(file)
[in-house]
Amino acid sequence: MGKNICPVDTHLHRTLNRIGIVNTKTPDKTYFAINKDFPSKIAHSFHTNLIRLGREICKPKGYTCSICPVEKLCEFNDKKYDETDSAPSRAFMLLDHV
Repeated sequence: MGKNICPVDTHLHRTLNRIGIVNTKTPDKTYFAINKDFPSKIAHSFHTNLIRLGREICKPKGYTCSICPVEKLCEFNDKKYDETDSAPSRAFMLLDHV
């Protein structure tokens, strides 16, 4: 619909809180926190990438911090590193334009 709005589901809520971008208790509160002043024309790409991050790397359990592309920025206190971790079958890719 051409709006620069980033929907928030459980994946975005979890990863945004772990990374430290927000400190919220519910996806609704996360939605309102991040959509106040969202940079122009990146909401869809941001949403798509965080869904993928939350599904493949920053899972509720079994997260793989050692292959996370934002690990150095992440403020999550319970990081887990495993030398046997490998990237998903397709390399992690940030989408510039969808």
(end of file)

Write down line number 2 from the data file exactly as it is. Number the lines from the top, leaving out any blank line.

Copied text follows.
Amino acid sequence: MGKNICPVDTHLHRTLNRIGIVNTKTPDKTYFAINKDFPSKIAHSFHTNLIRLGREICKPKGYTCSICPVEKLCEFNDKKYDETDSAPSRAFMLLDHV